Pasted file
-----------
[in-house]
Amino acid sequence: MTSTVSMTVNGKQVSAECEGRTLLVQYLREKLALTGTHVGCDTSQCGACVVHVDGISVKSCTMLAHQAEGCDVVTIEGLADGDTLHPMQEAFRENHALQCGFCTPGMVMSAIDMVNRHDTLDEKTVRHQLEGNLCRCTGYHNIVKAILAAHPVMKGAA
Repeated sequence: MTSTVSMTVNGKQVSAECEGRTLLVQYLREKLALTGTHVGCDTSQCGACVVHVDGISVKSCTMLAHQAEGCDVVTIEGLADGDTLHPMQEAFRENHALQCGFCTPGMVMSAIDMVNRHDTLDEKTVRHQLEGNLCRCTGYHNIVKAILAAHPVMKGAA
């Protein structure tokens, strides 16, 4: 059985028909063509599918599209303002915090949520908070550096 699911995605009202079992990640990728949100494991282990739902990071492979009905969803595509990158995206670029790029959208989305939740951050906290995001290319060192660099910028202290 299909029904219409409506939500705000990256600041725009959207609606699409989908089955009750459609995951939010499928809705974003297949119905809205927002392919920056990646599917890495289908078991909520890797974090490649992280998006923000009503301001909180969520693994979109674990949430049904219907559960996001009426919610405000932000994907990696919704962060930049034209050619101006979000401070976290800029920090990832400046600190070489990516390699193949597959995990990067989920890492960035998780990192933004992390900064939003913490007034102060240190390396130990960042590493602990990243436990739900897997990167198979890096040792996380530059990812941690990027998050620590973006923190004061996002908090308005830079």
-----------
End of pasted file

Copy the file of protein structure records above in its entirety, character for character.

[in-house]
Amino acid sequence: MTSTVSMTVNGKQVSAECEGRTLLVQYLREKLALTGTHVGCDTSQCGACVVHVDGISVKSCTMLAHQAEGCDVVTIEGLADGDTLHPMQEAFRENHALQCGFCTPGMVMSAIDMVNRHDTLDEKTVRHQLEGNLCRCTGYHNIVKAILAAHPVMKGAA
Repeated sequence: MTSTVSMTVNGKQVSAECEGRTLLVQYLREKLALTGTHVGCDTSQCGACVVHVDGISVKSCTMLAHQAEGCDVVTIEGLADGDTLHPMQEAFRENHALQCGFCTPGMVMSAIDMVNRHDTLDEKTVRHQLEGNLCRCTGYHNIVKAILAAHPVMKGAA
């Protein structure tokens, strides 16, 4: 059985028909063509599918599209303002915090949520908070550096 699911995605009202079992990640990728949100494991282990739902990071492979009905969803595509990158995206670029790029959208989305939740951050906290995001290319060192660099910028202290 299909029904219409409506939500705000990256600041725009959207609606699409989908089955009750459609995951939010499928809705974003297949119905809205927002392919920056990646599917890495289908078991909520890797974090490649992280998006923000009503301001909180969520693994979109674990949430049904219907559960996001009426919610405000932000994907990696919704962060930049034209050619101006979000401070976290800029920090990832400046600190070489990516390699193949597959995990990067989920890492960035998780990192933004992390900064939003913490007034102060240190390396130990960042590493602990990243436990739900897997990167198979890096040792996380530059990812941690990027998050620590973006923190004061996002908090308005830079």